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Sunday, December 15, 2013

The Nativity of St Luke


Antoniazzo Romano (Antonio Aquili) (1430/5-1510)  
Natività con i santi Lorenzo e Andrea
Nativity with Saints Lawrence and Andrew 
1480–1485
Tempera on panel
142 x 176 cm
Galleria Nazionale d’Arte Antica Palazzo Barberini, Rome


The angel unfurls a banner with the Good News:
"GLORIA IN EXCELSIS DEO ET IN TERRA PAX HOMINIBUS" (Luke 2:14)
The infant lies on the bare ground adored by one and all, Here we see the Flemish influence of Hugo van der Groes

The infant lies on a bundle of grain. He is to be the new bread of the Eucharist

Christ is priest as well as sacrifice

In the foreground are the anemone and cyclamen: flowers that symbolise the passion of Christ

On one side the angel gives the  news to the shepherds. 

In the foreground, the central image: the Holy Family by their hut or stable with the animals  accompanied by Saints Lawrence and Andrew who will follow Christ into martyrdom

The animals are an ox and an ass

On the right shepherds tend their flocks in a pastoral scene reminscent of Lazio


And in New York (see below)  is a similar but smaller work by Romano which was meant to be the central panel of a three-part predella that originally included the Feast of Herod (Gemäldegalerie, SMPK, Berlin; no. S 4, 29 x 45 cm) and Saint Jerome Healing the Lion's Foot (Ca' d'Oro, Venice; no. 118, 29 x 45 cm). The centre altarpiece would have been a Madonna and Child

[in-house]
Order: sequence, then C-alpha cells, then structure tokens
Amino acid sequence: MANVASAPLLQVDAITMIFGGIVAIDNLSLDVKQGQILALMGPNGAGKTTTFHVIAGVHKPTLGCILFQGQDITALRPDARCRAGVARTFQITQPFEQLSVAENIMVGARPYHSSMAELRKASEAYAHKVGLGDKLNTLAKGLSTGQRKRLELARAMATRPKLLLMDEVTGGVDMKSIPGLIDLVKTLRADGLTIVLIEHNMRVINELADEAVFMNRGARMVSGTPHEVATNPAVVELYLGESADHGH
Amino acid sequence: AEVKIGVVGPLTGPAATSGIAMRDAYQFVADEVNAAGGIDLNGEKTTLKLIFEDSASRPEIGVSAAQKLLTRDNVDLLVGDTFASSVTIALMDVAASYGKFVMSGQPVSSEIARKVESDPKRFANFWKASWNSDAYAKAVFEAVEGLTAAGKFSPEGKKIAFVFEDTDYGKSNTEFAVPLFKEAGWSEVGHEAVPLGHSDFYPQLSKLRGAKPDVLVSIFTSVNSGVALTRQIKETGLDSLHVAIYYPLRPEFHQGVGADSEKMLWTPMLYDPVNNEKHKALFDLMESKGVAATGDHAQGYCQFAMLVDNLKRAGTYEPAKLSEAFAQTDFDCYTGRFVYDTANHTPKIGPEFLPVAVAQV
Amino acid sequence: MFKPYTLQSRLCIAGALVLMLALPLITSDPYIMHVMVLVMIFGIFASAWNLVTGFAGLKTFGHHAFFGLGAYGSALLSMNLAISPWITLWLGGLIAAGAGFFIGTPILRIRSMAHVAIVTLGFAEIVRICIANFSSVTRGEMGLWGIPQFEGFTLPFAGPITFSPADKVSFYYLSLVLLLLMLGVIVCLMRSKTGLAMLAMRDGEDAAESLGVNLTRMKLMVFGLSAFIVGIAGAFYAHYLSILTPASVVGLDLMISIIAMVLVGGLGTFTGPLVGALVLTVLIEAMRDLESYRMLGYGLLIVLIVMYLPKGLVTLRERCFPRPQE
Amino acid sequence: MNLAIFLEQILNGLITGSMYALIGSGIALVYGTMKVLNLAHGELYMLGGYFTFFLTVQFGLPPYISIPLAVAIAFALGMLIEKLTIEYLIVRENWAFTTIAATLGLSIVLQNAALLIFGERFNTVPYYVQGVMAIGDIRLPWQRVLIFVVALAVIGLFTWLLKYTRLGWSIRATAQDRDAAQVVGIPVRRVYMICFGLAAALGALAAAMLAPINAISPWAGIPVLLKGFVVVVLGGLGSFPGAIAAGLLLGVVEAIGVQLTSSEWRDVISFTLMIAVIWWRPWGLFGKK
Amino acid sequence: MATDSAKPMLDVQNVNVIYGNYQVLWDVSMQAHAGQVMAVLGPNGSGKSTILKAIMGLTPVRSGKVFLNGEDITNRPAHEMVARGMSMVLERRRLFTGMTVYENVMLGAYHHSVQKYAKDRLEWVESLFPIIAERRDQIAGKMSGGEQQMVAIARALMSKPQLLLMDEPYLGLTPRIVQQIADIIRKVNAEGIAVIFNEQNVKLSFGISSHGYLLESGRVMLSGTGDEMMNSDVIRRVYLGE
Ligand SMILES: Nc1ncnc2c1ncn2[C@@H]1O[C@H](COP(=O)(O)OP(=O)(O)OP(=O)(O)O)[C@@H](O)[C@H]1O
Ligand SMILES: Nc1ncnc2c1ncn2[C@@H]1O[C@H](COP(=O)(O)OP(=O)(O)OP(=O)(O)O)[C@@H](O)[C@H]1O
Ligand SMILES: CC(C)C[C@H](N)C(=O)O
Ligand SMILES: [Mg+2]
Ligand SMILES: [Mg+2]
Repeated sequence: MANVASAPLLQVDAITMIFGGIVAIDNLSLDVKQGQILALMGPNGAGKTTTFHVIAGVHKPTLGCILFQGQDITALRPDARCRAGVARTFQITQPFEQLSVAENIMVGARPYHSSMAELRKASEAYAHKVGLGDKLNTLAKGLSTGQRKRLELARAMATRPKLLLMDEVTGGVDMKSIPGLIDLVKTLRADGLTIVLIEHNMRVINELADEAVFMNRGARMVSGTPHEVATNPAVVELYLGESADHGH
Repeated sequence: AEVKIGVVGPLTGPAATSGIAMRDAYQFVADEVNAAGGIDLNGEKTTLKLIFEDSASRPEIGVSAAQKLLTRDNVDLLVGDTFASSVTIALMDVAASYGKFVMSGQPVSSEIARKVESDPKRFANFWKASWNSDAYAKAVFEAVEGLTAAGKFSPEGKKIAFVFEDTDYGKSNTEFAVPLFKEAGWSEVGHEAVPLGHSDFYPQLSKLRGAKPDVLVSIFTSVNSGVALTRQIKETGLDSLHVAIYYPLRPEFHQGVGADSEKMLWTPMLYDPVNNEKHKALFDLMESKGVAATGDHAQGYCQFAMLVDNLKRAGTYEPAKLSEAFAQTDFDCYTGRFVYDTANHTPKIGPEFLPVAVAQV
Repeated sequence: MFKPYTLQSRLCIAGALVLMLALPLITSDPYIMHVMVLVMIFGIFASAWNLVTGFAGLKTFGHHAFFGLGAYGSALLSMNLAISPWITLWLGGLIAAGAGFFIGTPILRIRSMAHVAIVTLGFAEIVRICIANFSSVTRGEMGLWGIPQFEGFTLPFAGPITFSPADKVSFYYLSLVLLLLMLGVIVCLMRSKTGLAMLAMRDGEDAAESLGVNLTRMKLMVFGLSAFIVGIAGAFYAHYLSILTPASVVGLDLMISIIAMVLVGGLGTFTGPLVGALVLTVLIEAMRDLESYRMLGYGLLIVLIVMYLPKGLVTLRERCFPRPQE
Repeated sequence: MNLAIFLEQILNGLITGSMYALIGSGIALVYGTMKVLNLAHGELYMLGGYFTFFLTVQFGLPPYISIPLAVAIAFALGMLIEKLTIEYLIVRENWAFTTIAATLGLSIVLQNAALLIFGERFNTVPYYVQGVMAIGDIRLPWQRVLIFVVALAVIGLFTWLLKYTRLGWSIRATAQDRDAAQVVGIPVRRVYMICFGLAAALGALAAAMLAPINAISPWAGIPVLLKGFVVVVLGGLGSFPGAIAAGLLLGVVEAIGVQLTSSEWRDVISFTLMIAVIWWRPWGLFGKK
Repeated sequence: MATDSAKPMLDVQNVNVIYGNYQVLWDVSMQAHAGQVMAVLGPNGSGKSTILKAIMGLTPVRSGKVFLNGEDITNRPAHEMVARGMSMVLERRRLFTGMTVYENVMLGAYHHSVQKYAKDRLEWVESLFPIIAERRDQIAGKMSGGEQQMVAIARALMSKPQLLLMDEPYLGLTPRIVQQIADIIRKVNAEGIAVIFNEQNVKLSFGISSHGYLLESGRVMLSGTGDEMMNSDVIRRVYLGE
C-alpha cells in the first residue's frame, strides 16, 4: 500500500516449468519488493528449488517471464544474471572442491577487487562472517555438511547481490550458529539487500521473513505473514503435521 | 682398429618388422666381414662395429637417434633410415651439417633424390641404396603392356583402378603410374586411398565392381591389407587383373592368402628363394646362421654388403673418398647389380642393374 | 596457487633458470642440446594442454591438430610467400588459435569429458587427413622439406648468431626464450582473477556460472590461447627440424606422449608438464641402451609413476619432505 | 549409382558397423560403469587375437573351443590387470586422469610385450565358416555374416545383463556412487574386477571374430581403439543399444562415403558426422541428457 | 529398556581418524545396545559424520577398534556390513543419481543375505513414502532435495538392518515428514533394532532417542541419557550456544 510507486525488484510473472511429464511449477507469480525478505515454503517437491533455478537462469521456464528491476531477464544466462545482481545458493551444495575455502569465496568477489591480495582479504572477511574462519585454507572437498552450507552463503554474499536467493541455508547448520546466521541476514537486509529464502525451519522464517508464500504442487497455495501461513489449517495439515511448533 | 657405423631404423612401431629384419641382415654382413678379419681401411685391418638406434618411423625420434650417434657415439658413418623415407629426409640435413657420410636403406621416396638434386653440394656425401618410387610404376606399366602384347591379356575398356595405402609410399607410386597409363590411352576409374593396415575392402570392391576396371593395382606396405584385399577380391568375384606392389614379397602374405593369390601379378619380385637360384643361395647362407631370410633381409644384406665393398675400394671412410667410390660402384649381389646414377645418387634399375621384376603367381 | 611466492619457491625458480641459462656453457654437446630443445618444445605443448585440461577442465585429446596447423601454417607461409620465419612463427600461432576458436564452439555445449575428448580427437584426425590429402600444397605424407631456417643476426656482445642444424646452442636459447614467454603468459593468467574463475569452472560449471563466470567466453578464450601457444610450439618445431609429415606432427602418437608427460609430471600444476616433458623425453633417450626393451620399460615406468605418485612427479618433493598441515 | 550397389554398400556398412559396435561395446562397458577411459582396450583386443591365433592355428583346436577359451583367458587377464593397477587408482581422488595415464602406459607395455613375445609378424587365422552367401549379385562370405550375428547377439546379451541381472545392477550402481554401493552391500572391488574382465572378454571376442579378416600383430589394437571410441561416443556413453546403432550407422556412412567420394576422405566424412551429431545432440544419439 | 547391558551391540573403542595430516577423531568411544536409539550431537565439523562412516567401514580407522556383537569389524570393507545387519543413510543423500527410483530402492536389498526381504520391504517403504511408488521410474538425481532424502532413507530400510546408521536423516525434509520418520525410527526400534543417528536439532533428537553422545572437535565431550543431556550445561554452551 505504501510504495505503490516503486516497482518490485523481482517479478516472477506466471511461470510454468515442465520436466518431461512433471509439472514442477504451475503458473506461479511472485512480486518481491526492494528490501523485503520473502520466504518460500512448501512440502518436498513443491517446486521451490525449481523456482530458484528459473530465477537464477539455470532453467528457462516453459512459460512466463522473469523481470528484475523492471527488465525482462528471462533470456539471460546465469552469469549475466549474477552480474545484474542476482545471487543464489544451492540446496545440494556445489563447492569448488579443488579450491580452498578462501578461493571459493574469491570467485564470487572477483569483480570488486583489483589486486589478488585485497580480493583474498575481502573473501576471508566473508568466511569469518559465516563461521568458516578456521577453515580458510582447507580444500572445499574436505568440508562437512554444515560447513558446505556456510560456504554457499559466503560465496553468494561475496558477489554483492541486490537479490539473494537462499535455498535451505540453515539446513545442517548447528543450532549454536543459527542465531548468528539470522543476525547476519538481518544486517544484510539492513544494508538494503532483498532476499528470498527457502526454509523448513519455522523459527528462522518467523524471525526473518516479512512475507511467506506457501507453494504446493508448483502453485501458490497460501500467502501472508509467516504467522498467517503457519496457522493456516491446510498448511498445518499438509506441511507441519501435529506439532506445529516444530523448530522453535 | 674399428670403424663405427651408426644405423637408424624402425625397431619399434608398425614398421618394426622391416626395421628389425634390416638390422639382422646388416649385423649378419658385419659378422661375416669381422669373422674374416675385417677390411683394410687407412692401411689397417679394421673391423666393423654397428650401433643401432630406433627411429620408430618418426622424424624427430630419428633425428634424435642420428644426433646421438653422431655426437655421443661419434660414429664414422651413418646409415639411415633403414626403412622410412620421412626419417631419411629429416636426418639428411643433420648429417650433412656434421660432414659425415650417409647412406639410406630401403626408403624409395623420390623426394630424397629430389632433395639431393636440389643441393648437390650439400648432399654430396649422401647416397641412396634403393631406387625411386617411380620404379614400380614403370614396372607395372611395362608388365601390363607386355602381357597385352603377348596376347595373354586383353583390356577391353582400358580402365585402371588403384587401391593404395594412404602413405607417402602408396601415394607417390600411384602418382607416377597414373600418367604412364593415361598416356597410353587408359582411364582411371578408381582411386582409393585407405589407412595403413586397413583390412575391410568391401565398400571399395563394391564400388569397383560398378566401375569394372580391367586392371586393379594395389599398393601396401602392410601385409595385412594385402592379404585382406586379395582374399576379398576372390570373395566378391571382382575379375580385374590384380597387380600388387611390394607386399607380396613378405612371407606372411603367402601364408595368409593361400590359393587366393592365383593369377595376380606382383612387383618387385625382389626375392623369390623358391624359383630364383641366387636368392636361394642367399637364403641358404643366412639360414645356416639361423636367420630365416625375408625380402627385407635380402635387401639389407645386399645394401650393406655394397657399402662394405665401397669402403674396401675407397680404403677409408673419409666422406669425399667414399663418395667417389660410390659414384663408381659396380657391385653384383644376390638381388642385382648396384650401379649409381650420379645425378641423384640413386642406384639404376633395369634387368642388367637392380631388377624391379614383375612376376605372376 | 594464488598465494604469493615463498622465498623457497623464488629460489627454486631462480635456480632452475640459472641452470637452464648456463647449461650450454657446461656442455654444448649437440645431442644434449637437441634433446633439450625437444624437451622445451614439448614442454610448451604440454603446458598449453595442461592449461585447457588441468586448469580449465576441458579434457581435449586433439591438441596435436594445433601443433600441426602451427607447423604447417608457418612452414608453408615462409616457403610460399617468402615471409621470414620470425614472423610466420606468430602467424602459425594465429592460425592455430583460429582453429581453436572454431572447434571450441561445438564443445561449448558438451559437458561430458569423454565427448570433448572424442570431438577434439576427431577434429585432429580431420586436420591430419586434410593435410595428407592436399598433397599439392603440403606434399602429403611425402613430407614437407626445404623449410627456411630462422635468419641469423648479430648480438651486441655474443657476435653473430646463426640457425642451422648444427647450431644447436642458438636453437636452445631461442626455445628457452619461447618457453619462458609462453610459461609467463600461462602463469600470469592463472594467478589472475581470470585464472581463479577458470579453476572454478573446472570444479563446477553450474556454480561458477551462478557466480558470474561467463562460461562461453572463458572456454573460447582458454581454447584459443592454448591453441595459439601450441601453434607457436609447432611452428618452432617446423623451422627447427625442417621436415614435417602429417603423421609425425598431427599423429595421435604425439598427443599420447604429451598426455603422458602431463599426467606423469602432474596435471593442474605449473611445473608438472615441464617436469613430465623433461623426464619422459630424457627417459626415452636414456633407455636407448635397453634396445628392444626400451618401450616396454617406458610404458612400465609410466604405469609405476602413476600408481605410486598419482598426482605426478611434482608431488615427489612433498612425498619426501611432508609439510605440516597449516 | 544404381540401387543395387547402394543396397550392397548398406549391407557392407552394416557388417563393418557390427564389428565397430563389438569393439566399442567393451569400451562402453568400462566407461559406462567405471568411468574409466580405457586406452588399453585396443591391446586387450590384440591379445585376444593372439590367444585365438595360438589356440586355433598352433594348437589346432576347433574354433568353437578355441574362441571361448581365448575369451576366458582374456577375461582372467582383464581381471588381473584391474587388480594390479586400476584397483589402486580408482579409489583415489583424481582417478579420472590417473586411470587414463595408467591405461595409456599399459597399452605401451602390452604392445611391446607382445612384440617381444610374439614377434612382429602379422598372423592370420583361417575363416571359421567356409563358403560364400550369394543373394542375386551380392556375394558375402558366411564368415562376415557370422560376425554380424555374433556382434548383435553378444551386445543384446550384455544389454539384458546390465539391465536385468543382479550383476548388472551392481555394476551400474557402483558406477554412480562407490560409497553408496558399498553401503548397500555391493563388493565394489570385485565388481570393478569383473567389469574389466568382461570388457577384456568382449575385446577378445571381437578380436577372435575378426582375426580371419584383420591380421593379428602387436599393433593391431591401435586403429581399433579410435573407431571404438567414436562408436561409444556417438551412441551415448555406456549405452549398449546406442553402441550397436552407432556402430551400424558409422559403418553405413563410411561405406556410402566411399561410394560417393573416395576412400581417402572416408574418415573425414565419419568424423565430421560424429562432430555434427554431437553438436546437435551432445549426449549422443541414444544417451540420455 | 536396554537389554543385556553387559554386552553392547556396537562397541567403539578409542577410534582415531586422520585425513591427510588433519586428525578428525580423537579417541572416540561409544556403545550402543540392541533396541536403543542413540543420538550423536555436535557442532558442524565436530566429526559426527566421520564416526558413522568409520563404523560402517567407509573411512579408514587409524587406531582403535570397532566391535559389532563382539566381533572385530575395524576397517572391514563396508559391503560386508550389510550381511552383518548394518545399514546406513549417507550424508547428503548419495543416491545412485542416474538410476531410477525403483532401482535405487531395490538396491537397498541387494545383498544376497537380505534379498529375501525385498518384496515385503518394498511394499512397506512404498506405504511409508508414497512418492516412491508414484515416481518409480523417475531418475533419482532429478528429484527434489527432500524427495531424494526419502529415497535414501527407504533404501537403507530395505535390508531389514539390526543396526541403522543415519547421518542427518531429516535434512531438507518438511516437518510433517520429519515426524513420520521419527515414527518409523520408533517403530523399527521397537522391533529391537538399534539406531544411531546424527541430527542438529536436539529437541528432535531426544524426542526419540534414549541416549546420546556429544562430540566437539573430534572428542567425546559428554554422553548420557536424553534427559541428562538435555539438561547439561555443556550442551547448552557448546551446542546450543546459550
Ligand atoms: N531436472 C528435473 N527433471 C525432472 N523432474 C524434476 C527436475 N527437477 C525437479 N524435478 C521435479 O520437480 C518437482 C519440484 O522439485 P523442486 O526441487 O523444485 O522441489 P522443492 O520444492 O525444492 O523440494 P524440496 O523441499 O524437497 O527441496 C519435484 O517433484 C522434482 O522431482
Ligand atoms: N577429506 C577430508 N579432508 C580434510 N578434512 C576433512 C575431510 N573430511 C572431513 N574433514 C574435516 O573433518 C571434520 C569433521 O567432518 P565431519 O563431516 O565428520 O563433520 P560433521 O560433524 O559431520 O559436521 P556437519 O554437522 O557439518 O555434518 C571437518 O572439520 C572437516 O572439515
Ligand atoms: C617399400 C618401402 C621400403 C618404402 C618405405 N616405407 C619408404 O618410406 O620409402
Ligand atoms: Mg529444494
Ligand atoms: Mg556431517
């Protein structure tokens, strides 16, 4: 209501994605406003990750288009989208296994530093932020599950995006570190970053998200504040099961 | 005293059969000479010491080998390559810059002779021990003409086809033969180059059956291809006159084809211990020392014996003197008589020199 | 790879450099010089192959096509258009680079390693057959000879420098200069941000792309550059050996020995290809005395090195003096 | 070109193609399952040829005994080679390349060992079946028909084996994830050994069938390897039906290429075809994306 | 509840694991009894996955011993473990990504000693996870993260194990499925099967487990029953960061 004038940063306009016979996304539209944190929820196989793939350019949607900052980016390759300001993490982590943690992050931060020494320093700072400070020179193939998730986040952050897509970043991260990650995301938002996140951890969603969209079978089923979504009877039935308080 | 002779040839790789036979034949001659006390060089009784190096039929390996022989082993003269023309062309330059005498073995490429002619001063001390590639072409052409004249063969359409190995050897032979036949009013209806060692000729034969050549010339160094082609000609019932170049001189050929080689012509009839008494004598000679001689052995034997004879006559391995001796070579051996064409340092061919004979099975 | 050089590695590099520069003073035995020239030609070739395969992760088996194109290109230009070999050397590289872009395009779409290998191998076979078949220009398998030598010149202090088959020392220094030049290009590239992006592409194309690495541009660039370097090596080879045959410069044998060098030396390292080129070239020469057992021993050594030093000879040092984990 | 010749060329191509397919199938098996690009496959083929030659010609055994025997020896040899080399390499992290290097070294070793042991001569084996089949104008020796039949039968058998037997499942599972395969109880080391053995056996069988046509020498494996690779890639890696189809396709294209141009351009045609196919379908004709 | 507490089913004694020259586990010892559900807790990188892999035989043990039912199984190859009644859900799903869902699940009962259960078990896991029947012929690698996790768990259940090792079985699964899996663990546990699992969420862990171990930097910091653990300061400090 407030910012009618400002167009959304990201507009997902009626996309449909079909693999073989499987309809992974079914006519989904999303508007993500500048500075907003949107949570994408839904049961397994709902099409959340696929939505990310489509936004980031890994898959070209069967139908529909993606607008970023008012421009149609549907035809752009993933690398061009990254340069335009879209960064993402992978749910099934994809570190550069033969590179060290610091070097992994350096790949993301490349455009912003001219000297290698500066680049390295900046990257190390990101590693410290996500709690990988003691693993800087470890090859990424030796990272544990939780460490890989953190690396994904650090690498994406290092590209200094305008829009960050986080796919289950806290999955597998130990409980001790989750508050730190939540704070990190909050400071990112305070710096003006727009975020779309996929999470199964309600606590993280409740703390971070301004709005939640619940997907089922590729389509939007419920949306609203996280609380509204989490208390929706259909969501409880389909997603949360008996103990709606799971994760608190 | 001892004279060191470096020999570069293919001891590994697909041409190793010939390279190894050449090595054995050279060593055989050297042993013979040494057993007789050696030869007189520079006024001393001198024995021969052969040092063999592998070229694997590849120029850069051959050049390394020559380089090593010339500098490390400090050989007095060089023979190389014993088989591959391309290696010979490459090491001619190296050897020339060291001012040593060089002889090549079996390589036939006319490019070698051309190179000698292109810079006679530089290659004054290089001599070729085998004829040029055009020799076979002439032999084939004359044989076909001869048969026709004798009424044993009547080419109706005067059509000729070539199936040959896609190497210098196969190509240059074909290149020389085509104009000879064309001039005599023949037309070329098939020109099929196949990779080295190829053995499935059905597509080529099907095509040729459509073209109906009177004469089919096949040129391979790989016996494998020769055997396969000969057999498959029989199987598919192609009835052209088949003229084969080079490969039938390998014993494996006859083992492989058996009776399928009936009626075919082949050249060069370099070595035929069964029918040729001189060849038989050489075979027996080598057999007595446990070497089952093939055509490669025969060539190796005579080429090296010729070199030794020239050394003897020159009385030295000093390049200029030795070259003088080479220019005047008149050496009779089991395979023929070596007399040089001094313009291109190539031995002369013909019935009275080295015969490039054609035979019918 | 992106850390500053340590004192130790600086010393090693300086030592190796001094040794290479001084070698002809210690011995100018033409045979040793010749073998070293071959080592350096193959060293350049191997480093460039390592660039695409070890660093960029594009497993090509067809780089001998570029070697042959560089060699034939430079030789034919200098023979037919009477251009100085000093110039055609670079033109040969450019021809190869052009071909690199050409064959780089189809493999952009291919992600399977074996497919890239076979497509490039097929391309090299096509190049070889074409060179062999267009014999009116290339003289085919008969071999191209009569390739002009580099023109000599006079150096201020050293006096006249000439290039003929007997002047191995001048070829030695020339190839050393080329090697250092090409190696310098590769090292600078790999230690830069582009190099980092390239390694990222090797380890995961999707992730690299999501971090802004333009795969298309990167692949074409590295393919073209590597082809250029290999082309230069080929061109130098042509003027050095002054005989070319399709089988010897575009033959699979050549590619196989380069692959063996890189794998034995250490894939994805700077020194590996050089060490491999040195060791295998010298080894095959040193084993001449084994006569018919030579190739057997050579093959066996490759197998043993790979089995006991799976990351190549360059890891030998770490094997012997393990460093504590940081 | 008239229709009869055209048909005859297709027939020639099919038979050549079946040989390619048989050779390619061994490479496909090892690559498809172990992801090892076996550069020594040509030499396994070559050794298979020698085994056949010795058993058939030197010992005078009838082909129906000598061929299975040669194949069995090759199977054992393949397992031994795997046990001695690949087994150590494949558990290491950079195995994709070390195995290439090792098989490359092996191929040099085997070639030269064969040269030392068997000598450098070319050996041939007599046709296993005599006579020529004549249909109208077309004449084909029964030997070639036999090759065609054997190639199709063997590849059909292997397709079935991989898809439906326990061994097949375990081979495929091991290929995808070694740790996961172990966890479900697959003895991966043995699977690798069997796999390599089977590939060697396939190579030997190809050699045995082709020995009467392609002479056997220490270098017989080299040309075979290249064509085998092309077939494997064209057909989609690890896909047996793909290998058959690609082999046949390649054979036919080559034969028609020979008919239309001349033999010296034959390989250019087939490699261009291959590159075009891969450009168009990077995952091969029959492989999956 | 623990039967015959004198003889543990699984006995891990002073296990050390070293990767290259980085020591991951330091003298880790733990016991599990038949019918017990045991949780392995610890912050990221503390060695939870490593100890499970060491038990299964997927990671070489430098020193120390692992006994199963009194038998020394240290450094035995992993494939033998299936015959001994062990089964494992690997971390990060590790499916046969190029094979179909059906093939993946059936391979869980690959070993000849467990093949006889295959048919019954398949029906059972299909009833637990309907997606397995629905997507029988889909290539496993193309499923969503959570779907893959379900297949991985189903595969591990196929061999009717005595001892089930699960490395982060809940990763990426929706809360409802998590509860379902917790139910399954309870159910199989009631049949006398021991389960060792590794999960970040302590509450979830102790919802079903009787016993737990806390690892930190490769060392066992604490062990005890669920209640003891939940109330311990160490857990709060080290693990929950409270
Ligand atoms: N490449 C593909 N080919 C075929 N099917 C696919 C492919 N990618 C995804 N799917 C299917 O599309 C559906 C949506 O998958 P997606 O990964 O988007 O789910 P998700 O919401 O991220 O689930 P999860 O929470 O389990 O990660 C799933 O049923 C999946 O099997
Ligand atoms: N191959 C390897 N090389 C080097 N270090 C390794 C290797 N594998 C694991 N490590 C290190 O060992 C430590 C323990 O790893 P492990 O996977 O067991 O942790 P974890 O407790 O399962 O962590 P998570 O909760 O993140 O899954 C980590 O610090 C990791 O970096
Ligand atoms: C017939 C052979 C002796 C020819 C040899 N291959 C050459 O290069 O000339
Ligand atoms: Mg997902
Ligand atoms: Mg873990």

Antoniazzo Romano (Antonio Aquili) (1430/5-1510)  
The Nativity
c 1482
Tempera on panel
29.2 x 67.3 cm
The Metropolitan Museum of Art, New York

There are of course some differences:

It is not a stable but a cave where the Holy Family lodge

Mary and Joseph are younger and more vigorous and the motif of adoration of the Christ Child  is emphasised more

Only the parents are shown in adoration


As befits one of the three founders of the Compagnia di San Luca, the guild of painters in Rome, the narrative of the Nativity is firmly based on the Gospel of St Luke, probably the most repeated narrative of the Birth of Our Lord and the one best known

Even after nearly two thousand years, the story never fails to surprise and inspire

Here we see the statutes of the Company of St Luke being presented to St Luke, who is accompanied by his "symbol", the ox, the sacrificial animal of the Old Testament and one of the animals traditionally depicted at the crib of Our Lord



St Luke receives the statutes of the University of Painters
1478
Statutes of the Company of St Luke
Codice minato dall’Accademia di San Luca di Roma, Archivio Storico, Fondo B. 4, 
Rome